Government: Great Britain

Great Britain comprises the countries of England, Wales and Scotland, which along with Ireland (Northern Ireland from 1922) make up the United Kingdom. England and Wales share a local governmental and legal system, but Scotland’s systems are substantially different.

The United Kingdom is a constitutional monarchy and parliamentary democracy with a bicameral Parliament. The members of the House of Commons are elected every few years by all males over the age of 21 and, since 1918, all females over the age of 30. All citizens over 21 receive the vote from 1928. Each member (with a few exceptions) represents an individual territorial constituency and is elected by a ‘first past the post’ system. The House of Lords is the upper house and is composed of hereditary peers (barons, viscounts, earls, marquesses and dukes), Church of England bishops and a few appointed senior judges (Law Lords). It has only limited powers and mainly serves as an oversight and reviewing body for legislation passed by the Commons. King George V (‘the Crown’), who reigns from 1910 until his death in 1936, has little real power, but is a figurehead for Britain and the Empire and enjoys huge respect from most of their people. He must sign all bills before they become law, but this is a mere formality. He does, however, appoint and advise the Prime Minister, and all military personnel, judges, magistrates and police officers swear allegiance to him and him alone. The prime minister is usually the leader of the party which has won most seats in the House of Commons and then appoints a Cabinet, all of whom are traditionally members of one of the two Houses of Parliament.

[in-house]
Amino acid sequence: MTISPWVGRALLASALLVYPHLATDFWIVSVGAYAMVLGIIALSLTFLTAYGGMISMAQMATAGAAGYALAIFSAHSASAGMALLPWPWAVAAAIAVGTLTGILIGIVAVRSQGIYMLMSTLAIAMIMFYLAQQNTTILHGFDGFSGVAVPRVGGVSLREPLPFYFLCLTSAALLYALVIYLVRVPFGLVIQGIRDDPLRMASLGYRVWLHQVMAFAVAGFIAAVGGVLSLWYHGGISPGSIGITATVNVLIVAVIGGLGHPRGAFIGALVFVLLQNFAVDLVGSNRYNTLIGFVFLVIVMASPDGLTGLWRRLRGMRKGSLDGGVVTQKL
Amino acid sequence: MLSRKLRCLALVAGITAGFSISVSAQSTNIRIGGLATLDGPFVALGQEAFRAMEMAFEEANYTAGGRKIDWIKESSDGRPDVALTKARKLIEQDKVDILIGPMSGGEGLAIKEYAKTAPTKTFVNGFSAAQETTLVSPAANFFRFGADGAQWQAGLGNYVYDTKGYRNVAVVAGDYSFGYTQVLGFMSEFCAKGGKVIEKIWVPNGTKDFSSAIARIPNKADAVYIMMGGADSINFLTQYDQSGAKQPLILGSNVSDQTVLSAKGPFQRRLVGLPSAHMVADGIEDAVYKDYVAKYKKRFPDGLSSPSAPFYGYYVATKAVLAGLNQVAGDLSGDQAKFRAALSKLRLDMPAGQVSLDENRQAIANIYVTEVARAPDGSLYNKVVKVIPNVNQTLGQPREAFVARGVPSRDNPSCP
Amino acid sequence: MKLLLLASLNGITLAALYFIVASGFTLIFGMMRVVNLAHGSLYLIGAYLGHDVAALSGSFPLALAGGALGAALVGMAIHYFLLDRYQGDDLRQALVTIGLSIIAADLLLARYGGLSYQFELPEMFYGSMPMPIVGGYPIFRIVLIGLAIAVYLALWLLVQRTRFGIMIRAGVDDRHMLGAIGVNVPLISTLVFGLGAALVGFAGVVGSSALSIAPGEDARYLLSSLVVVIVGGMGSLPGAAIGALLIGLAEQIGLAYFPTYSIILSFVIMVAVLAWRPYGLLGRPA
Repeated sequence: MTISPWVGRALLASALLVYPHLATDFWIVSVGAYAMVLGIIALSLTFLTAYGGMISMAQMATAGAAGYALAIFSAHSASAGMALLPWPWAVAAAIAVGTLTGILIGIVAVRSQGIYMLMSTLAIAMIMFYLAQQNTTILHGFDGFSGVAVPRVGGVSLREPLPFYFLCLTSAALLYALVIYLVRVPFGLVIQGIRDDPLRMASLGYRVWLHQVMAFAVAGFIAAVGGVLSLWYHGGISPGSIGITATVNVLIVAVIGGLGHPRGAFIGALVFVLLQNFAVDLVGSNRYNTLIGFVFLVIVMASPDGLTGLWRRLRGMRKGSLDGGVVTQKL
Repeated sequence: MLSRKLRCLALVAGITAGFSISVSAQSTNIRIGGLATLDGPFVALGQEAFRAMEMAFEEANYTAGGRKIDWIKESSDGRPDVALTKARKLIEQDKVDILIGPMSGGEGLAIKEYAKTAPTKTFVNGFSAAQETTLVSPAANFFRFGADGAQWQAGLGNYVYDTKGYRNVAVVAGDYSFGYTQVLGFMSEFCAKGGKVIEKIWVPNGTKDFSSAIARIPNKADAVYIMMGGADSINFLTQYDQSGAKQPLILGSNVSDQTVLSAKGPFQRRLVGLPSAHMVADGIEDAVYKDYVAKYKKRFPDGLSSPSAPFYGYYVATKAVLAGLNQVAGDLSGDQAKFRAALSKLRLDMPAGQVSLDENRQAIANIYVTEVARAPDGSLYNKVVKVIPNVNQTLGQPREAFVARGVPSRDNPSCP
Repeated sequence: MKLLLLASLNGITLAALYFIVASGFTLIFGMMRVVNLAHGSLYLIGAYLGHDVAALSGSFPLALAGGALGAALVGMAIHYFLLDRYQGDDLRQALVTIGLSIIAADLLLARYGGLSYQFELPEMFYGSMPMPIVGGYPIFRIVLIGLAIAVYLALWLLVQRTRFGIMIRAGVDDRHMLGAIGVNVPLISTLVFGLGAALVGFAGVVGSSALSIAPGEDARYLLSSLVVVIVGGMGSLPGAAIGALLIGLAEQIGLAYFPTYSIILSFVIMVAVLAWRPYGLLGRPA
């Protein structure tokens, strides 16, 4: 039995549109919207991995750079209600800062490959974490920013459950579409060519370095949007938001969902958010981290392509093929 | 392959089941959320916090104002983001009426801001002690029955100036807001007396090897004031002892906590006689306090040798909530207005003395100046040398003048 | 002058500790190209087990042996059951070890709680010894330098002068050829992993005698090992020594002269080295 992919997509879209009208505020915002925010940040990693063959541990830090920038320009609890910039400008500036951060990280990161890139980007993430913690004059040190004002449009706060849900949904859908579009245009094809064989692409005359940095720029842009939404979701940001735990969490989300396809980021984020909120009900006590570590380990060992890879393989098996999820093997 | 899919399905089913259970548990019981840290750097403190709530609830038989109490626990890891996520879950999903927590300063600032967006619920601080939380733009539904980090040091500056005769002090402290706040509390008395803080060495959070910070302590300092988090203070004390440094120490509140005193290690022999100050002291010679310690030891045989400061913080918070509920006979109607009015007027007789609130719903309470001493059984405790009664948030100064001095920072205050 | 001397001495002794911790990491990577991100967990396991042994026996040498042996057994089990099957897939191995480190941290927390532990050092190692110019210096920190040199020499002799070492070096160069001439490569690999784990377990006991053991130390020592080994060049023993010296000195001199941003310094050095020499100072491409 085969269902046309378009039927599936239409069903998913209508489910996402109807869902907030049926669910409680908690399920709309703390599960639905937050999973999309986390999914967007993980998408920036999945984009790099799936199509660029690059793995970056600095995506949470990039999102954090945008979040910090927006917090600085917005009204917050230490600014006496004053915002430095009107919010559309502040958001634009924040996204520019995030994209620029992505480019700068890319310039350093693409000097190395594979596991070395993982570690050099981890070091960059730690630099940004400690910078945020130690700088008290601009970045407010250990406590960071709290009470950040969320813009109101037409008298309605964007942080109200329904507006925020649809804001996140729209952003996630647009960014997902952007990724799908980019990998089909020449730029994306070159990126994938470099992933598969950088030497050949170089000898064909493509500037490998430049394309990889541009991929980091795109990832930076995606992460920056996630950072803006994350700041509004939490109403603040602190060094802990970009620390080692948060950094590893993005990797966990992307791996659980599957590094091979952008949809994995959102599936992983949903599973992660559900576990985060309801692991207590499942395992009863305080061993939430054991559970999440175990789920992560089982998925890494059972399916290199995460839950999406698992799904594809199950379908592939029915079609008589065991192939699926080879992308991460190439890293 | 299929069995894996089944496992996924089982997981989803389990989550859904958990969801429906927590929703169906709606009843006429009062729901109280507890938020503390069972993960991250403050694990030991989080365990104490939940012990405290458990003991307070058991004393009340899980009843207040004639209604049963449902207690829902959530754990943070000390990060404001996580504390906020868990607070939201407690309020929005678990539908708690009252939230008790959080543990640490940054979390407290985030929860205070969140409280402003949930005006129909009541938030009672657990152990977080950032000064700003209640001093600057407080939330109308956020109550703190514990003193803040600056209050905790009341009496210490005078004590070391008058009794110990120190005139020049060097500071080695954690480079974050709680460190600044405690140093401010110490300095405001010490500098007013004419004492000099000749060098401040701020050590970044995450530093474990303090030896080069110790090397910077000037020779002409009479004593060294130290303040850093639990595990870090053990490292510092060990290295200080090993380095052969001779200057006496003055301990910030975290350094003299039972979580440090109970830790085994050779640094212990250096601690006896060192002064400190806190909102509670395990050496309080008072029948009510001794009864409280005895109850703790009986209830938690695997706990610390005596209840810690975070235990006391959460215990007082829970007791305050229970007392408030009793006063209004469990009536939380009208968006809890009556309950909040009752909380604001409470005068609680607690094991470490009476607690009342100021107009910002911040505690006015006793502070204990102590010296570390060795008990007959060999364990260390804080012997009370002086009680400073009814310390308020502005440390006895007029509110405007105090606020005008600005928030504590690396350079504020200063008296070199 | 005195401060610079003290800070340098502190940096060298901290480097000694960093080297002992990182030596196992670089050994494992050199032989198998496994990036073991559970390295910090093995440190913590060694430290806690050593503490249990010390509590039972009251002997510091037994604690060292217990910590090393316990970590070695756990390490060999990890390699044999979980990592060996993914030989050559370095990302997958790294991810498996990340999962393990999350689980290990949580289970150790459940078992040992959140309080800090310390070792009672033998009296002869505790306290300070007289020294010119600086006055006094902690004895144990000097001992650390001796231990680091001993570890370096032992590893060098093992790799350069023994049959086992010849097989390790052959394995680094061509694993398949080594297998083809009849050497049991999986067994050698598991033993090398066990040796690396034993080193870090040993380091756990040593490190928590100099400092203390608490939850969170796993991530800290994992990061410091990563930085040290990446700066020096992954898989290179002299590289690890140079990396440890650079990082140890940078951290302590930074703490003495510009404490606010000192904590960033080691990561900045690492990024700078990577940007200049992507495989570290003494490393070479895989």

The whole of Great Britain is divided into counties: 49 in England, 13 in Wales, and 33 in Scotland. Those in Wales and Scotland are generally smaller than those in England. Each is administered by an elected county council, which sits in the county town, the capital of the county. Below this level of government, local government organisation differs substantially in England and Wales and in Scotland.


Leave a Reply

Fill in your details below or click an icon to log in: Logo

You are commenting using your account. Log Out /  Change )

Google+ photo

You are commenting using your Google+ account. Log Out /  Change )

Twitter picture

You are commenting using your Twitter account. Log Out /  Change )

Facebook photo

You are commenting using your Facebook account. Log Out /  Change )

Connecting to %s